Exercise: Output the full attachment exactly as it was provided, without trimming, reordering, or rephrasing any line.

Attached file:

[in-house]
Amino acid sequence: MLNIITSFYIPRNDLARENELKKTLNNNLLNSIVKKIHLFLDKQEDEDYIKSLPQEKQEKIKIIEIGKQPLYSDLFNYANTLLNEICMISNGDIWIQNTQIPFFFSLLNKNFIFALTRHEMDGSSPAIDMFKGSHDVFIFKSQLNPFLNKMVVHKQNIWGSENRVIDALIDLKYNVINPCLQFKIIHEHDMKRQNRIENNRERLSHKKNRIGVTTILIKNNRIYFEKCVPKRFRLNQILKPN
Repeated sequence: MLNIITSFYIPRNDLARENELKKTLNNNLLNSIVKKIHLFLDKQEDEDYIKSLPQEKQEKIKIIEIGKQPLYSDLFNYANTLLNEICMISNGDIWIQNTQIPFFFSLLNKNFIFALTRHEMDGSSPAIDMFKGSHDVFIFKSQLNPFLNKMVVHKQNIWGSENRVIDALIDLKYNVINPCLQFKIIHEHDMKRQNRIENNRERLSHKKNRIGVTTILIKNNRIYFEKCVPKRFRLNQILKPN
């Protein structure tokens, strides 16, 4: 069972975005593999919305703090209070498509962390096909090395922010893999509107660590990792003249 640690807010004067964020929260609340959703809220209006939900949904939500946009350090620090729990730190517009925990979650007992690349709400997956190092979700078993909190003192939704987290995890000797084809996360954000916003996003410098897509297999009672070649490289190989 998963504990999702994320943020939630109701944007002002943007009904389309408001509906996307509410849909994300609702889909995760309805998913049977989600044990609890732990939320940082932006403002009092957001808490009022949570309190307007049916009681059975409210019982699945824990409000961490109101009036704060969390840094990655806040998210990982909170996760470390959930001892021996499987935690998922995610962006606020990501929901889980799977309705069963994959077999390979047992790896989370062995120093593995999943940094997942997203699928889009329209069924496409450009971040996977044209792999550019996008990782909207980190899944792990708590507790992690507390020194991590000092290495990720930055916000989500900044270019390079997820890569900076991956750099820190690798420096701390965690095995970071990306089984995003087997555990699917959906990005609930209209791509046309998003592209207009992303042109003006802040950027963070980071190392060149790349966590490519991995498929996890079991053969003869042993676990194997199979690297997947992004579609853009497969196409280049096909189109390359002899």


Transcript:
[in-house]
Amino acid sequence: MLNIITSFYIPRNDLARENELKKTLNNNLLNSIVKKIHLFLDKQEDEDYIKSLPQEKQEKIKIIEIGKQPLYSDLFNYANTLLNEICMISNGDIWIQNTQIPFFFSLLNKNFIFALTRHEMDGSSPAIDMFKGSHDVFIFKSQLNPFLNKMVVHKQNIWGSENRVIDALIDLKYNVINPCLQFKIIHEHDMKRQNRIENNRERLSHKKNRIGVTTILIKNNRIYFEKCVPKRFRLNQILKPN
Repeated sequence: MLNIITSFYIPRNDLARENELKKTLNNNLLNSIVKKIHLFLDKQEDEDYIKSLPQEKQEKIKIIEIGKQPLYSDLFNYANTLLNEICMISNGDIWIQNTQIPFFFSLLNKNFIFALTRHEMDGSSPAIDMFKGSHDVFIFKSQLNPFLNKMVVHKQNIWGSENRVIDALIDLKYNVINPCLQFKIIHEHDMKRQNRIENNRERLSHKKNRIGVTTILIKNNRIYFEKCVPKRFRLNQILKPN
């Protein structure tokens, strides 16, 4: 069972975005593999919305703090209070498509962390096909090395922010893999509107660590990792003249 640690807010004067964020929260609340959703809220209006939900949904939500946009350090620090729990730190517009925990979650007992690349709400997956190092979700078993909190003192939704987290995890000797084809996360954000916003996003410098897509297999009672070649490289190989 998963504990999702994320943020939630109701944007002002943007009904389309408001509906996307509410849909994300609702889909995760309805998913049977989600044990609890732990939320940082932006403002009092957001808490009022949570309190307007049916009681059975409210019982699945824990409000961490109101009036704060969390840094990655806040998210990982909170996760470390959930001892021996499987935690998922995610962006606020990501929901889980799977309705069963994959077999390979047992790896989370062995120093593995999943940094997942997203699928889009329209069924496409450009971040996977044209792999550019996008990782909207980190899944792990708590507790992690507390020194991590000092290495990720930055916000989500900044270019390079997820890569900076991956750099820190690798420096701390965690095995970071990306089984995003087997555990699917959906990005609930209209791509046309998003592209207009992303042109003006802040950027963070980071190392060149790349966590490519991995498929996890079991053969003869042993676990194997199979690297997947992004579609853009497969196409280049096909189109390359002899």